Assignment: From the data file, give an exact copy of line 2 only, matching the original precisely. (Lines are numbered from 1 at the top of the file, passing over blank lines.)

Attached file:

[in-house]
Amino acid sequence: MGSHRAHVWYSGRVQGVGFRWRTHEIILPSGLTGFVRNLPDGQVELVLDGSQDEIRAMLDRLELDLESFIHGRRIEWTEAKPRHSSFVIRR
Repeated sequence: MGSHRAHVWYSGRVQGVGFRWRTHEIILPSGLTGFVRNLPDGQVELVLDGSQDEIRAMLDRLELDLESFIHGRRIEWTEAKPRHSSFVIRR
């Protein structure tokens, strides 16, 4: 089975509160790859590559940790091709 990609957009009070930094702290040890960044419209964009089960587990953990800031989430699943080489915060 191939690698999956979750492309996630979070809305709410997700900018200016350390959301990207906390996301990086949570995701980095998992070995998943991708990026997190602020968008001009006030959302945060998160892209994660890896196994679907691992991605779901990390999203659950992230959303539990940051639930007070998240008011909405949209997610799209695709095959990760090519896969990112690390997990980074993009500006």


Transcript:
Amino acid sequence: MGSHRAHVWYSGRVQGVGFRWRTHEIILPSGLTGFVRNLPDGQVELVLDGSQDEIRAMLDRLELDLESFIHGRRIEWTEAKPRHSSFVIRR